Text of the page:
March 13, 2018
Thanks for tuning in to part 3 of "How we created Max the SEW Eurodrive's Maxolution Bot. Here we will explain some of the steps taken to put Max together.
With all the parts printed, we began the assembly process. Having a strong epoxy or superglue is crucial to large scale projects which thankfully we had. We assembled certain key parts together first like the feet, the fists, the torso and so forth. While we did not use registration keys in this model, if you don't feel comfortable eyeballing a model and want perfect precision, registration keys are a great way to ensure the perfect line up.
We elected to assemble Max in those sections with the purpose of having him be easy to take apart and set up for shows. We attached the sections to each other by using dowels and magnets. The dowels acted as a perfect guide system to make sure the parts line up. In some cases where we could not afford to have parts not line up, we used a double dowel approach which would ensure that the parts lined up perfectly and add more strength. The fists are a great example of using both dowels and magnets. The dowel ensured that the fist and the wrist lined up, but by using more powerful Neodymium magnets, they pulled double duty by making sure that the fists kept their position and didn't fall off the wrists.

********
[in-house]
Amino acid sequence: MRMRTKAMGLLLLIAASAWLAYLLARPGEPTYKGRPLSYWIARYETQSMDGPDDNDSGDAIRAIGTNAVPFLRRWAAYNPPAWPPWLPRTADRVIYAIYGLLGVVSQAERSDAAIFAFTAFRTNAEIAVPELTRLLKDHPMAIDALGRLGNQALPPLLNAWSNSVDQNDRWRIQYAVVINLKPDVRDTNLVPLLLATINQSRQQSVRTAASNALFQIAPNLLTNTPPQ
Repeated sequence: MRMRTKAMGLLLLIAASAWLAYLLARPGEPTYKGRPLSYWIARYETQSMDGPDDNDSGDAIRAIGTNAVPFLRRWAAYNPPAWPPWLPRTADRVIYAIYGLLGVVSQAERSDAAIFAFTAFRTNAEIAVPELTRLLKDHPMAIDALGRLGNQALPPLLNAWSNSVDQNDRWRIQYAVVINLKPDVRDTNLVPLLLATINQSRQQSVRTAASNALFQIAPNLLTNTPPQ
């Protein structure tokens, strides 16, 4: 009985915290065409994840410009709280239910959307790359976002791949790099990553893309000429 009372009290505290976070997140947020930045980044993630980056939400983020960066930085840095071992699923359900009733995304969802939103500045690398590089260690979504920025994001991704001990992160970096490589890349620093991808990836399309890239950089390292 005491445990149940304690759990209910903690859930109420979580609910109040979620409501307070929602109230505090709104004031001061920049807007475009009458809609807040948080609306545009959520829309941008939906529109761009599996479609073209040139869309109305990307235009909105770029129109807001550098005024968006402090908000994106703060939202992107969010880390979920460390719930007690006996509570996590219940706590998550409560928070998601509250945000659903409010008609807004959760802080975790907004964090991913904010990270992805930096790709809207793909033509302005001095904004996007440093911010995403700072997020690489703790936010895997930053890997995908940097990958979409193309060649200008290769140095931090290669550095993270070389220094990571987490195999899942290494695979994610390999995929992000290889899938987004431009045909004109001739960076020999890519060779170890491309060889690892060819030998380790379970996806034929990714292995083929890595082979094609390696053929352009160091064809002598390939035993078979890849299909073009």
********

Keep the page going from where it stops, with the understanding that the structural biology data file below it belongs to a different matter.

Here are some more examples of where we used the joint attachment system.
Stay tuned for the final segment where we give you some insight on how we finished the rest of Max and put on the finishing touches.
September 28, 2022
The current crisis across thousands of supply chains is hitting cost structures hard and unfortunately, BCN3D has not been exempt from such circumstances. For this reason, the suggested retail prices of the Epsilon W50, W50 SC, W27, and W27 SC will all increase on the 1st of October.
September 26, 2022
Raise3D has recently announced 32 new filaments available for use with the Raise3D E2CF! The E2CF is a 3D printer based on the E2 3D printer platform and specifically optimized for fiber-reinforced filaments. The new filaments share a high strength-to-weight ratio and consistent high performance during long-term operations.
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